You don't actually get to "see" players in Football Manager Handheld, of course, because matches are played out using little more than a coloured bar representing the two teams' recent possession and text-based commentary. It's a virtually identical system to that employed in the Championship Manager games of old, and while it might sound prehistoric to any of you who aren't familiar with the series, fans would argue that the games you see being played out in your head while reading the commentary and checking your players' stats are often superior to those that you see being contested by polygonal teams in other management games. In that regard, Football Manager can be likened to reading a good book, while some other management games might be compared to watching a movie that's based on but just isn't as good as that same book.

It's disappointing that the game's only sound comes courtesy of a clicking noise when you're navigating menus, but the lack of other audio does mean that the UMD never needs to be accessed once the game is loaded, which means the battery lasts a lot longer. Football Manager Handheld also has the unique distinction of being a game that you can play (watch) for so long without touching anything that the dim-screen screensaver sometimes kicks in midmatch.

It's unlikely that you'll field the exact same team for more than two or three consecutive matches.
It's unlikely that you'll field the exact same team for more than two or three consecutive matches.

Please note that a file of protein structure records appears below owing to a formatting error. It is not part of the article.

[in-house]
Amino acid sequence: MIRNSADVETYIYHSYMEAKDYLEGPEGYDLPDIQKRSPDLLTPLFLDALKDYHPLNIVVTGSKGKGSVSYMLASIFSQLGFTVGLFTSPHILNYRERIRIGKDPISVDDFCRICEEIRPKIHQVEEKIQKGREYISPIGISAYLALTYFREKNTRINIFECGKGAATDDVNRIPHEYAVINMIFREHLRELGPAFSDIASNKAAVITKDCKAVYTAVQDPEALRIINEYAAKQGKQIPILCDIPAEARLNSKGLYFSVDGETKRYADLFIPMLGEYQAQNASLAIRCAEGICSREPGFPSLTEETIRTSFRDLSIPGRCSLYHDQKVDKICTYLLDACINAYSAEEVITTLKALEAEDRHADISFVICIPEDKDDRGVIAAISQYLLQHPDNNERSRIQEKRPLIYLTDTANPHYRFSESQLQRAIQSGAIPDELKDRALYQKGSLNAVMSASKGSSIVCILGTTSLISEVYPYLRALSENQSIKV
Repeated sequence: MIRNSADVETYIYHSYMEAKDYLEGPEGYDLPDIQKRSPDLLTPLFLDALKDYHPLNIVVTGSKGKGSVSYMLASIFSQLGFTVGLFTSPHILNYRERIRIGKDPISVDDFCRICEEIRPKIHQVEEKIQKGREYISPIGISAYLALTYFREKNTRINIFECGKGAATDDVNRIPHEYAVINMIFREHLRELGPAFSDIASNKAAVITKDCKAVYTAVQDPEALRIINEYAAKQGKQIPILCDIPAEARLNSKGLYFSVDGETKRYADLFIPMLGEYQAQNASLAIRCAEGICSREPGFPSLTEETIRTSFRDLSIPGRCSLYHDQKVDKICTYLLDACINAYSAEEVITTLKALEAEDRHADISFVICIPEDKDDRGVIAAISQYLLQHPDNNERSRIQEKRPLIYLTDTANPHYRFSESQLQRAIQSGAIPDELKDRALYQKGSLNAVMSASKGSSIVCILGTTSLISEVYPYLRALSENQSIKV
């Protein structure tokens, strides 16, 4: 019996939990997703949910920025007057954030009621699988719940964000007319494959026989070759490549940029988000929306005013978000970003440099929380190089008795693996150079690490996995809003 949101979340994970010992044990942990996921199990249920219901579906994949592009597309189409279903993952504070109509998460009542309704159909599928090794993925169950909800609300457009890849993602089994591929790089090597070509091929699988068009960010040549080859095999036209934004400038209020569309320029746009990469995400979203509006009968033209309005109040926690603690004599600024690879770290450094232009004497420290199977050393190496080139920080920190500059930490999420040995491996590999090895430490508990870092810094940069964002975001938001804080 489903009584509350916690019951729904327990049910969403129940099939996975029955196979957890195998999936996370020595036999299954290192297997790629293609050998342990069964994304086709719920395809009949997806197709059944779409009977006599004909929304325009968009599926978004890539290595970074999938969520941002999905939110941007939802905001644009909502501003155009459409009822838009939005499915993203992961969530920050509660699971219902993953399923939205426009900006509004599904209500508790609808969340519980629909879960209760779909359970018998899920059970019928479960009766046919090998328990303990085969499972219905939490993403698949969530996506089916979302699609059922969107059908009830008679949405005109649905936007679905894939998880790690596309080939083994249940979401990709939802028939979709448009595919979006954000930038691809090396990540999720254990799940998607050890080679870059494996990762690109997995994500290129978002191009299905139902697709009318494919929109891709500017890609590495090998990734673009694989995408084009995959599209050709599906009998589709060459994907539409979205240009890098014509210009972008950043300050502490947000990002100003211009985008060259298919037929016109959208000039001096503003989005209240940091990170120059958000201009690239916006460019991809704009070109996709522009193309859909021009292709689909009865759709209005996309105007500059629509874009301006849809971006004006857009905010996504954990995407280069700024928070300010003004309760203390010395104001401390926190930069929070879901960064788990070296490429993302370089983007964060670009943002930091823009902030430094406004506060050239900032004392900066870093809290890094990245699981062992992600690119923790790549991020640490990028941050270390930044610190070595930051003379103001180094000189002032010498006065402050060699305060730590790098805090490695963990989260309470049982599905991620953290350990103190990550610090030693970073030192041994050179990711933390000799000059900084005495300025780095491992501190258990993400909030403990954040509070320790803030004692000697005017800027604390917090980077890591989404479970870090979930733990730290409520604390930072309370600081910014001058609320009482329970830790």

Once your list of player names and statistics steps out onto the pitch, you'll find that matches offer the same kind of emotional roller coaster that you might experience as a real-life fan of the sport. Goals are disallowed, players are sent off, penalty appeals are dismissed, and nasty tackles can see your best players relegated to the injuries list for months at a time. The danger with any sports-management game is that you can simply settle on your preferred formation, lineup, and tactics at the start of a season, and then do little more than press "start" ahead of each match thereafter. This simply isn't the case with Football Manager Handheld, because in addition to the aforementioned red card and injury dramas, many players will need to be rested regularly, will be called up for international duty, or will simply have bad days.

Football Manager Handheld doesn't come close to offering as much depth as its PC and Xbox 360 counterparts, but given how long it takes to play those games properly, that's really no bad thing. Football Manager Handheld is a game that can be enjoyed for 10 minutes at a time or 10 hours at a time, and while some kind of multiplayer content would've been welcome, the single-player game is such that you'll likely still be in charge of the same team a year or two from now. If you're a Football Manager veteran, you'll find plenty that's familiar here, and if you're a newcomer to the series, this handheld "light" version of the PC favourite is a great place to start.

The Good

  • Easy on the eyes
  • Great for newcomers and veterans alike
  • Uncomplicated menu system
  • Can play for hours between battery charges

The Bad

  • Only one sound effect
  • No multiplayer support